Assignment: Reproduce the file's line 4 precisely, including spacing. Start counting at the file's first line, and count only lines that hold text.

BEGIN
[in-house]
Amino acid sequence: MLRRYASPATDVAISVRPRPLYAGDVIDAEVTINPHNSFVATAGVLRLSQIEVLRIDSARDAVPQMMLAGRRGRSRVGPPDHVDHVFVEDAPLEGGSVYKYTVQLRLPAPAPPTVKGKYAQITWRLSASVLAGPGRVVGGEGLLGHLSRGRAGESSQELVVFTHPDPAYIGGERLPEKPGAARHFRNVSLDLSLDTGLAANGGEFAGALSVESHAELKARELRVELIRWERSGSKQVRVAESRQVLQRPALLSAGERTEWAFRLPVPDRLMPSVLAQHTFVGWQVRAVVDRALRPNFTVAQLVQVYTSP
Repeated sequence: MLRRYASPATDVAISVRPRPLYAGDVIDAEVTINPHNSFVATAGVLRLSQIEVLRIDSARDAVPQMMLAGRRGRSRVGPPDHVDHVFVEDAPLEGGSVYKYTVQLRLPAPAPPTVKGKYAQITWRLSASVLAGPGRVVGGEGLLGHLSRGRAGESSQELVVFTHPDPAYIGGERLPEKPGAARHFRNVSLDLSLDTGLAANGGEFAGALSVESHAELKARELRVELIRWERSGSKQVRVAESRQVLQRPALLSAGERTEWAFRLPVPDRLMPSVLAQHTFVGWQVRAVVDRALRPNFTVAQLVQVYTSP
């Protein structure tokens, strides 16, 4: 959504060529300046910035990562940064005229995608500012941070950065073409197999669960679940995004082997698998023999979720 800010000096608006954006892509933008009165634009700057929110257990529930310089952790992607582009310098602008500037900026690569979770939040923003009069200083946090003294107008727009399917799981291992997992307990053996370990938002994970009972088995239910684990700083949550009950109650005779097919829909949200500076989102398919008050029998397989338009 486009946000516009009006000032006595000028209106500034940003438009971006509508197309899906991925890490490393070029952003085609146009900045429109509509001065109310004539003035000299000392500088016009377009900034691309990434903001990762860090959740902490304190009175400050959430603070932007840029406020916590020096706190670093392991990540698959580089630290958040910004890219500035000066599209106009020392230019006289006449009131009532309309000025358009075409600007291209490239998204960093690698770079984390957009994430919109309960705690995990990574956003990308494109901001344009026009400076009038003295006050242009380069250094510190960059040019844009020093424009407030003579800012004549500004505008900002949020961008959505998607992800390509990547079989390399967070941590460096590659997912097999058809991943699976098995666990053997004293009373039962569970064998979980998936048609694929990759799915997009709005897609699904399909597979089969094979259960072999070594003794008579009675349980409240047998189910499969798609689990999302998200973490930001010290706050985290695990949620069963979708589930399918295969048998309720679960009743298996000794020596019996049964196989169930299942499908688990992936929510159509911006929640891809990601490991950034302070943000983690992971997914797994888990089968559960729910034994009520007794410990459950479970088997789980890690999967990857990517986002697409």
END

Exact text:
């Protein structure tokens, strides 16, 4: 959504060529300046910035990562940064005229995608500012941070950065073409197999669960679940995004082997698998023999979720 800010000096608006954006892509933008009165634009700057929110257990529930310089952790992607582009310098602008500037900026690569979770939040923003009069200083946090003294107008727009399917799981291992997992307990053996370990938002994970009972088995239910684990700083949550009950109650005779097919829909949200500076989102398919008050029998397989338009 486009946000516009009006000032006595000028209106500034940003438009971006509508197309899906991925890490490393070029952003085609146009900045429109509509001065109310004539003035000299000392500088016009377009900034691309990434903001990762860090959740902490304190009175400050959430603070932007840029406020916590020096706190670093392991990540698959580089630290958040910004890219500035000066599209106009020392230019006289006449009131009532309309000025358009075409600007291209490239998204960093690698770079984390957009994430919109309960705690995990990574956003990308494109901001344009026009400076009038003295006050242009380069250094510190960059040019844009020093424009407030003579800012004549500004505008900002949020961008959505998607992800390509990547079989390399967070941590460096590659997912097999058809991943699976098995666990053997004293009373039962569970064998979980998936048609694929990759799915997009709005897609699904399909597979089969094979259960072999070594003794008579009675349980409240047998189910499969798609689990999302998200973490930001010290706050985290695990949620069963979708589930399918295969048998309720679960009743298996000794020596019996049964196989169930299942499908688990992936929510159509911006929640891809990601490991950034302070943000983690992971997914797994888990089968559960729910034994009520007794410990459950479970088997789980890690999967990857990517986002697409």